There are big signs in both Spanish and English at these "rest stops" telling visitors about the view they were seeing, the different types of volcanoes, vegetation, etc. As we are ascending we had a black dog that stayed with our group the entire way up, he just trotted along in the line with everyone else and would flop down in the shade when we reached a break spot, it was very cute (and of course the whole time he was looking for food when someone would pull out a snack bar or something). We were given two Milky Way bars and two bottles of water for the trip and we brought a Clif bar and two additional bottles of water, by the time we reached the top we had gone through three of the bottles of water and one candy bar and one energy bar. At what is typically the top of the climb there is a seasonal little hovel that houses a "lava jewelry" shop, but today they were on vacation so it was empty. The horses were allowed to come up to that point but then there was another 100 meters or so to climb to get to the high lookout point.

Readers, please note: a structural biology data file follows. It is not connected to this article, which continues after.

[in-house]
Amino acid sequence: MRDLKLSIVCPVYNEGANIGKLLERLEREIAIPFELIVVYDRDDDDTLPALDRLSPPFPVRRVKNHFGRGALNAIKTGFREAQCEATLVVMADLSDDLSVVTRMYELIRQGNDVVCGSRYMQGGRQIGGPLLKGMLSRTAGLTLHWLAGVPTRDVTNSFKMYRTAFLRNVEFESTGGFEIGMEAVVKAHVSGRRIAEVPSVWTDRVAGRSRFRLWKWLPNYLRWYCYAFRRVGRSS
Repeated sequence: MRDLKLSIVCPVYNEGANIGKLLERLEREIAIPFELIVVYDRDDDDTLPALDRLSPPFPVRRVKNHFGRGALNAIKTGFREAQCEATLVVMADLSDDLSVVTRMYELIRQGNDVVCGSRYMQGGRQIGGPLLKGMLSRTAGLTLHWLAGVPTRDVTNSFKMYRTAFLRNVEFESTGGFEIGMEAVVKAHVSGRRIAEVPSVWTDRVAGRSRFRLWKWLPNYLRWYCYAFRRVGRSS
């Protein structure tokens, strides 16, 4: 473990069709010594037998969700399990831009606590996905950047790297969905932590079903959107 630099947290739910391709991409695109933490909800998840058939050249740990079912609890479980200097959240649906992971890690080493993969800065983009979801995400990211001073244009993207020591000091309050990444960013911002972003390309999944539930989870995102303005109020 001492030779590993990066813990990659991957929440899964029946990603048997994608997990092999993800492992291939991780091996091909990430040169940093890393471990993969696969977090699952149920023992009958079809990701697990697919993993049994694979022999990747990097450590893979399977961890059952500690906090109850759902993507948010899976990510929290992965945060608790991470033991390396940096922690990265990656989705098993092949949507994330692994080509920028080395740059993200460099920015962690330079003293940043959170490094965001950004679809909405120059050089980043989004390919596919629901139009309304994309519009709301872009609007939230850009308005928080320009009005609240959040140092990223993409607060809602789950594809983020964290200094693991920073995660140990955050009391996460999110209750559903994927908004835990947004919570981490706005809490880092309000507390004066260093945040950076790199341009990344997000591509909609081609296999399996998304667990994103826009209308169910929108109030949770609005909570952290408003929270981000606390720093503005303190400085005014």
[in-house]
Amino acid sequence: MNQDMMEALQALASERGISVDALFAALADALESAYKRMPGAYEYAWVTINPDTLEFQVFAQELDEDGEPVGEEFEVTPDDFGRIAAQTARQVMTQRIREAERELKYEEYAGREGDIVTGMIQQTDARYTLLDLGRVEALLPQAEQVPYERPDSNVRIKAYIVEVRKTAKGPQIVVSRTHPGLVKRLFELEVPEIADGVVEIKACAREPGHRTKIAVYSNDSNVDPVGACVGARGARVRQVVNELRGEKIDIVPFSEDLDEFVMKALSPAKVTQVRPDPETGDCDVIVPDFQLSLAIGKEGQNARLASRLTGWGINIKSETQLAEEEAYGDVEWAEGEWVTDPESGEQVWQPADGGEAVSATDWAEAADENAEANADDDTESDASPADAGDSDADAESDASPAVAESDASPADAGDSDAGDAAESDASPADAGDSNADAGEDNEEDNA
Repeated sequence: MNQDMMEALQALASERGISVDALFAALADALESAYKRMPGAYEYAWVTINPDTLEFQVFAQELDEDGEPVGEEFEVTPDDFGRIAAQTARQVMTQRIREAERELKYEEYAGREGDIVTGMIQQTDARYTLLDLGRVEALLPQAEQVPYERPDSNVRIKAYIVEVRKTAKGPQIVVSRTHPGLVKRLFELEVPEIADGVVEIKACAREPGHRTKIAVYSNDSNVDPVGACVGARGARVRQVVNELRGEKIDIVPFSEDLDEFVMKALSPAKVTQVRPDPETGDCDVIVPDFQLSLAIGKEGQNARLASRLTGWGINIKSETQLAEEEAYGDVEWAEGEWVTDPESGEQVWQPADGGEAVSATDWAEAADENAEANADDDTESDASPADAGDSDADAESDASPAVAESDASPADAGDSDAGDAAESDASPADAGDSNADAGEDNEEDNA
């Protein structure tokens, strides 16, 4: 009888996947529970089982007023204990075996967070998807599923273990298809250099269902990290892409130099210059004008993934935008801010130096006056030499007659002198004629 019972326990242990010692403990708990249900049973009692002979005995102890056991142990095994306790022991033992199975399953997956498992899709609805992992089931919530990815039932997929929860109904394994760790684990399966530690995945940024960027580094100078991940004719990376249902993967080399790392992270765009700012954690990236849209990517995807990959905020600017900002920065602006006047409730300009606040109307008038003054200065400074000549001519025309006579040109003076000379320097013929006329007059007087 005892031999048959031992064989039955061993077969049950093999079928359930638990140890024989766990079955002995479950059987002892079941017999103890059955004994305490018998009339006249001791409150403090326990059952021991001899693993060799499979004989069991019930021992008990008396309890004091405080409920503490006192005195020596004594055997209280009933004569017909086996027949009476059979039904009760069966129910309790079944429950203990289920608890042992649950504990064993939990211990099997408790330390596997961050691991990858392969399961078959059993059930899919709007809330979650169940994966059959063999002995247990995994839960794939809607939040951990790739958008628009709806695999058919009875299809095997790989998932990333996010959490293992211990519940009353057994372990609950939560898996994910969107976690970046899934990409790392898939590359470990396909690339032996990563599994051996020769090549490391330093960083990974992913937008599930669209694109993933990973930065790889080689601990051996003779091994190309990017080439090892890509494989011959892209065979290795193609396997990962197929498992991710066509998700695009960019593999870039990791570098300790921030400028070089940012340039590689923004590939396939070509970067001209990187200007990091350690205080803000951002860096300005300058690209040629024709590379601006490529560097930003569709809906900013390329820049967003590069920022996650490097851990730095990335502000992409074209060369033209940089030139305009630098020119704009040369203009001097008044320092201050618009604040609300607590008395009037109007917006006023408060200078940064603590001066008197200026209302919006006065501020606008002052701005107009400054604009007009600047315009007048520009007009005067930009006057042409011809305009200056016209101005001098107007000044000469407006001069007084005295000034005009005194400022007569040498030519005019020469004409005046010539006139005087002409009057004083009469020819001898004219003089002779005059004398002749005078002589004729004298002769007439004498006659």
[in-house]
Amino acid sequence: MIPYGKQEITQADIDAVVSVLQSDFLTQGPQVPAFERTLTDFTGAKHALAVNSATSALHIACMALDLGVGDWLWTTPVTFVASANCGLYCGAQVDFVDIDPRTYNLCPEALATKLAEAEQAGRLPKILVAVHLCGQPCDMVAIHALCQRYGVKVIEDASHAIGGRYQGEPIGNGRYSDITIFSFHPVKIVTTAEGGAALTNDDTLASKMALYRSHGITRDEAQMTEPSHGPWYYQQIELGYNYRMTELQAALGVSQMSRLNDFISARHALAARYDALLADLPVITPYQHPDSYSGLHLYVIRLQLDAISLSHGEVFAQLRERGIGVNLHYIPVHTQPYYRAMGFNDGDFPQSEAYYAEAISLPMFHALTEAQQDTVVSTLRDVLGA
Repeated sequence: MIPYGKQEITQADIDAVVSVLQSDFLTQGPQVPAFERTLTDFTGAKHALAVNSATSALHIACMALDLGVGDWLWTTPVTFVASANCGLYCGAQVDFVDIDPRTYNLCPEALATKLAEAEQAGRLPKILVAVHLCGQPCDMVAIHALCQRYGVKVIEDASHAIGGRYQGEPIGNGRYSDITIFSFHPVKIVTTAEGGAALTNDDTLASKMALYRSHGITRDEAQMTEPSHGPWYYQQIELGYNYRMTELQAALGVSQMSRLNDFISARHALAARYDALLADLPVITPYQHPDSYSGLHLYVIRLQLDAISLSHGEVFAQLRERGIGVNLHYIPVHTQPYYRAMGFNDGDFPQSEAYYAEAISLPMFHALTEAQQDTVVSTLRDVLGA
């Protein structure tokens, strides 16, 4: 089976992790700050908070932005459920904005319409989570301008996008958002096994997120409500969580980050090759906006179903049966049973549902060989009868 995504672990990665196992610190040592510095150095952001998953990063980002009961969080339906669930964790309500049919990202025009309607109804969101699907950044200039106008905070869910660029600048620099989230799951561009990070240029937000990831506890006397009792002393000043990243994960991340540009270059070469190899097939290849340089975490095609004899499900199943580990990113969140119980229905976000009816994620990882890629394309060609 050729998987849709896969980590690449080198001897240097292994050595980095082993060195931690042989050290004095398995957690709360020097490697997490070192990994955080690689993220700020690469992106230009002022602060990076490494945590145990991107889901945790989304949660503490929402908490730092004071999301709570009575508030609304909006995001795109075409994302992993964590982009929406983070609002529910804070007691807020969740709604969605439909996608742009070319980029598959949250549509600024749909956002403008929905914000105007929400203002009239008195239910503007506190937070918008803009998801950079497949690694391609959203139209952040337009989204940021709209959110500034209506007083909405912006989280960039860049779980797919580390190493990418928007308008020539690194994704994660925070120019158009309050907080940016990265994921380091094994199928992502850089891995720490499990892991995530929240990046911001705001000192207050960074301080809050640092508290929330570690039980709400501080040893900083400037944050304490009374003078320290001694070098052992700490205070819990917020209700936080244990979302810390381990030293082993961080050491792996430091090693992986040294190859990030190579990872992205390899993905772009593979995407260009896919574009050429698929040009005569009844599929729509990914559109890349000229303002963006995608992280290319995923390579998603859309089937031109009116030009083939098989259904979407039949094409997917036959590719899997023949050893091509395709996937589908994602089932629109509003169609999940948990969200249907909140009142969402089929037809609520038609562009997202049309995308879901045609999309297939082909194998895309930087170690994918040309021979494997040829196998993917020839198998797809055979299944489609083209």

At this point we had gone from being in what started almost as a temperate forest to quite desolate black volcanic rock/gravel/sand with greener mountains off in the distance. We had gone from seeing the volcano from the road to being three quarters of the way up its side. There was a hiker in our group who specialized in high altitude hikes and he asked if we could go farther. At first this sounded like something we were too tired to do after the 4km hike up but wow as it worth it. Our Guatemalan guide took us up an additional 500 meters or so (probably 1km of walking), past where any normal tour goes, and typically where folks have to pay an additional fee to go. We walked through the lava fields, with their lightweight pumice stones and eerie shapes, at certain points it was like walking on styrofoam as you walked across and slid down the pumice stones. I had my Meryll hiking sandals on up to the top of our hike, but on the way down we essentially had to carefully slide down the loose gravel slope so I put on my sneakers I had brought (much to the relief of a few of the ladies on the hike who were worried about me). Before we had gotten to this point the older couple asked to go back to where the horses were so our main tour guide took him back and our nature guide continued on, with the wife from the Miami couple acting as a translator for him.